Mar 17, 2012

Frustro the typeface was a jolly happy soul

if i meet someone who is involved in anything related to printing, i ask them about Comic Sans.
i do this because i like Comic Sans.
the answer is always the same
so mostly i don't.

here's a bit of an interesting font.. or typeface as they call it (is it not the same?) named of "Frustro" !

it reminds me of that thing i first saw in Mad Magazine, (and subsequently drew many times during the looong loong days of school) -- which later was called a blivet, even tho that word used to mean something quite stinkier.

luckily there is the World Wide Web so i followed the trail to -- ta da! - Wikipedia, which thinks it might be something like "In its most common usage, the word "blivet" refers to an indecipherable figure, illustrated above.[citation needed] It appeared on the March 1965 cover of Mad magazine, where it was dubbed the "Three-Pronged Poiuyt" (the last six letters on the top row of many Latin-script typewriter keyboards, right to left), and has appeared numerous times since then. An anonymously-contributed version described as a "hole location gauge" was printed in the June 1964 issue of Analog Science Fiction and Fact, with the comment that "this outrageous piece of draftsmanship evidently escaped from the Finagle & Diddle Engineering Works" (although something else called a "hole location gauge" had already been patented in 1961)"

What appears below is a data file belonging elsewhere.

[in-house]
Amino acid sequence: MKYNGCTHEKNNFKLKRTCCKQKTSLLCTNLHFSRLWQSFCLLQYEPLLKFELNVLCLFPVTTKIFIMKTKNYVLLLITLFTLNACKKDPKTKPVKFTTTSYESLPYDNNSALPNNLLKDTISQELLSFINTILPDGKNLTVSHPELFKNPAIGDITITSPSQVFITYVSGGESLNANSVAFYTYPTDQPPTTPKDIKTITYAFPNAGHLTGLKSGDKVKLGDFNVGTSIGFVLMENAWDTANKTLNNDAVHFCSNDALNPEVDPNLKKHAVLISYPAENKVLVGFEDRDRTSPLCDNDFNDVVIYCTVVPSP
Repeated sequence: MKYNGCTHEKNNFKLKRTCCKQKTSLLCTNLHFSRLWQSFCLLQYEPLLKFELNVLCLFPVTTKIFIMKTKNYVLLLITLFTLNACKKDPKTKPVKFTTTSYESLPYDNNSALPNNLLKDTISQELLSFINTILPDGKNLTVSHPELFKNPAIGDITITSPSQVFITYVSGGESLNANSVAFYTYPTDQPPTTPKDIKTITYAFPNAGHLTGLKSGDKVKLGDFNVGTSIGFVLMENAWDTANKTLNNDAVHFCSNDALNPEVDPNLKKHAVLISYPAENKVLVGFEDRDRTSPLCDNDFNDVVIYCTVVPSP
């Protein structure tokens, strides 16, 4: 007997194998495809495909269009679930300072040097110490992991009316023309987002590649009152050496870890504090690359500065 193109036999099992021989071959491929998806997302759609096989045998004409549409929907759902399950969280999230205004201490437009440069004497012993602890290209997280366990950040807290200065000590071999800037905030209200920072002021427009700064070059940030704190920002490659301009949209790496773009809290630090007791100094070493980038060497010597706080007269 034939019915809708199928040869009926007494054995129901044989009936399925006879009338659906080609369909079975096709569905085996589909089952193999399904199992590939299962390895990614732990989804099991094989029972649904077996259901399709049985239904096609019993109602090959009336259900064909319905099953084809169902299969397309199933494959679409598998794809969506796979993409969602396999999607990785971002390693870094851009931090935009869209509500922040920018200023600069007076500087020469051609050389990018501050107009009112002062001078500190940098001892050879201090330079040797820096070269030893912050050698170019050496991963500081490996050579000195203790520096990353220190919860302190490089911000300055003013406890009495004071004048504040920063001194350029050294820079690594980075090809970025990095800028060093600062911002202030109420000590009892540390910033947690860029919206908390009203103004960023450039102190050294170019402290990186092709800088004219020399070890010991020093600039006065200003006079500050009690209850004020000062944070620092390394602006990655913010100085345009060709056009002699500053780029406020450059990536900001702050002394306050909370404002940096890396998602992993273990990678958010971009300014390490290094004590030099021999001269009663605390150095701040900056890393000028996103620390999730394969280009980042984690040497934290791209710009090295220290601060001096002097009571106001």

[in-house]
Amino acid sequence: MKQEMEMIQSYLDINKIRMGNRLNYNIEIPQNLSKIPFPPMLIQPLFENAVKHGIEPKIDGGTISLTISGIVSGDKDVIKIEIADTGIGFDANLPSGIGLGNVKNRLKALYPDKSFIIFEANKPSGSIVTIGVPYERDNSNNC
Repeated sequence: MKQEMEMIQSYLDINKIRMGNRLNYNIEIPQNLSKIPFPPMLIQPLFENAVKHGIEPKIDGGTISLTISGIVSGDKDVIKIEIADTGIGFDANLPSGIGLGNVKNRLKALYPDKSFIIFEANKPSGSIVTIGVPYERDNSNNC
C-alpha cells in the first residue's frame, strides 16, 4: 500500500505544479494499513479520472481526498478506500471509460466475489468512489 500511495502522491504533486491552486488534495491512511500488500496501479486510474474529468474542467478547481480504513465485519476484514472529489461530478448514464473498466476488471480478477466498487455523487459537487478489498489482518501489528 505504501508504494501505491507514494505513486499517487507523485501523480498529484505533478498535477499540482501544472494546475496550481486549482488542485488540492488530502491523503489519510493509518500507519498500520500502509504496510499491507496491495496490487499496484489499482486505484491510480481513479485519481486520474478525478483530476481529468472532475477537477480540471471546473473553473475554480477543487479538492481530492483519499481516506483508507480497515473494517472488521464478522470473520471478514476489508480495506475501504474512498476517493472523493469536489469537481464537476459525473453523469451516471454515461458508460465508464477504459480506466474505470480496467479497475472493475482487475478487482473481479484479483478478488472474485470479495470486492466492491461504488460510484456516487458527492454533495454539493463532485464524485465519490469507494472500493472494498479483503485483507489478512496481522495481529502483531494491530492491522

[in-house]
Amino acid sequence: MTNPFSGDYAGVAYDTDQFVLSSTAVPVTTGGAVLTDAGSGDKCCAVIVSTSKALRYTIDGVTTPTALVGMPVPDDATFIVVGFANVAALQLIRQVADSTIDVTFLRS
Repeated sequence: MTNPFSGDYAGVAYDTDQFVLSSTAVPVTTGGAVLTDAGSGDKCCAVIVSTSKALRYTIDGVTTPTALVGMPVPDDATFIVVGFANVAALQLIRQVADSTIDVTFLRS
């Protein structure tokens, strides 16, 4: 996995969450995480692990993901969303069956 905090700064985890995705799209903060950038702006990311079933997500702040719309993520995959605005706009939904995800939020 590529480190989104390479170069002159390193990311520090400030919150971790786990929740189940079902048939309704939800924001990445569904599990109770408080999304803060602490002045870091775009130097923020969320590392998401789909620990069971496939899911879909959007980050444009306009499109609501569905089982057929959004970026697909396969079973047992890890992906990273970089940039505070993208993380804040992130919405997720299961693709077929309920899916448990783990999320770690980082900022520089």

Wikipedia also explains other uses of the word if you are interested.

Frusto was apparently inspired by the Penrose Triangle, which i never heard of but recognized when i googled it. Frustro seems not to be available as a computer font.

read more about it here

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